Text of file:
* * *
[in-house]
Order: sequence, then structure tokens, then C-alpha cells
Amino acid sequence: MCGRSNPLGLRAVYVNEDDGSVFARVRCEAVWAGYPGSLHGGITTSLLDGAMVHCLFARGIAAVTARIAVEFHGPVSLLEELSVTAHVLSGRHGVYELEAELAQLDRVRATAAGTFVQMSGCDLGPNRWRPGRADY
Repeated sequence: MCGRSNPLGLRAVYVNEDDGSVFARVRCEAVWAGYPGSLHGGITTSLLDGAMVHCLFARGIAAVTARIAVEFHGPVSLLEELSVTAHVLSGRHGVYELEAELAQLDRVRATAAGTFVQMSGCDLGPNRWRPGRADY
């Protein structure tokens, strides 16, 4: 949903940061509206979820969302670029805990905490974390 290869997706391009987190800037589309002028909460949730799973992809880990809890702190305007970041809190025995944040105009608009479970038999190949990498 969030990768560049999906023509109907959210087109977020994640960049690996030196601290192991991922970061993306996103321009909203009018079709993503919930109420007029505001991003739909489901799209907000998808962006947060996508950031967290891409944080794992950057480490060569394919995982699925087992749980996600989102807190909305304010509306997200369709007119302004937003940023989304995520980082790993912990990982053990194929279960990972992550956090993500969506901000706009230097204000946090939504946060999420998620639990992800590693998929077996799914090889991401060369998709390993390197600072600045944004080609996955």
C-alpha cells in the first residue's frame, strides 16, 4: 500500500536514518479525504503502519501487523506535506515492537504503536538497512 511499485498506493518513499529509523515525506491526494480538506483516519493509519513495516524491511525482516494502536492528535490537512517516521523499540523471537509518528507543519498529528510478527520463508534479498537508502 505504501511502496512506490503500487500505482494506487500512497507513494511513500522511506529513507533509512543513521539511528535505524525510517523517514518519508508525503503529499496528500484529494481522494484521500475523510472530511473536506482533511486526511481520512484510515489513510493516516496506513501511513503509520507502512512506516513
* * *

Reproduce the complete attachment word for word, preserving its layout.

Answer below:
[in-house]
Order: sequence, then structure tokens, then C-alpha cells
Amino acid sequence: MCGRSNPLGLRAVYVNEDDGSVFARVRCEAVWAGYPGSLHGGITTSLLDGAMVHCLFARGIAAVTARIAVEFHGPVSLLEELSVTAHVLSGRHGVYELEAELAQLDRVRATAAGTFVQMSGCDLGPNRWRPGRADY
Repeated sequence: MCGRSNPLGLRAVYVNEDDGSVFARVRCEAVWAGYPGSLHGGITTSLLDGAMVHCLFARGIAAVTARIAVEFHGPVSLLEELSVTAHVLSGRHGVYELEAELAQLDRVRATAAGTFVQMSGCDLGPNRWRPGRADY
């Protein structure tokens, strides 16, 4: 949903940061509206979820969302670029805990905490974390 290869997706391009987190800037589309002028909460949730799973992809880990809890702190305007970041809190025995944040105009608009479970038999190949990498 969030990768560049999906023509109907959210087109977020994640960049690996030196601290192991991922970061993306996103321009909203009018079709993503919930109420007029505001991003739909489901799209907000998808962006947060996508950031967290891409944080794992950057480490060569394919995982699925087992749980996600989102807190909305304010509306997200369709007119302004937003940023989304995520980082790993912990990982053990194929279960990972992550956090993500969506901000706009230097204000946090939504946060999420998620639990992800590693998929077996799914090889991401060369998709390993390197600072600045944004080609996955």
C-alpha cells in the first residue's frame, strides 16, 4: 500500500536514518479525504503502519501487523506535506515492537504503536538497512 511499485498506493518513499529509523515525506491526494480538506483516519493509519513495516524491511525482516494502536492528535490537512517516521523499540523471537509518528507543519498529528510478527520463508534479498537508502 505504501511502496512506490503500487500505482494506487500512497507513494511513500522511506529513507533509512543513521539511528535505524525510517523517514518519508508525503503529499496528500484529494481522494484521500475523510472530511473536506482533511486526511481520512484510515489513510493516516496506513501511513503509520507502512512506516513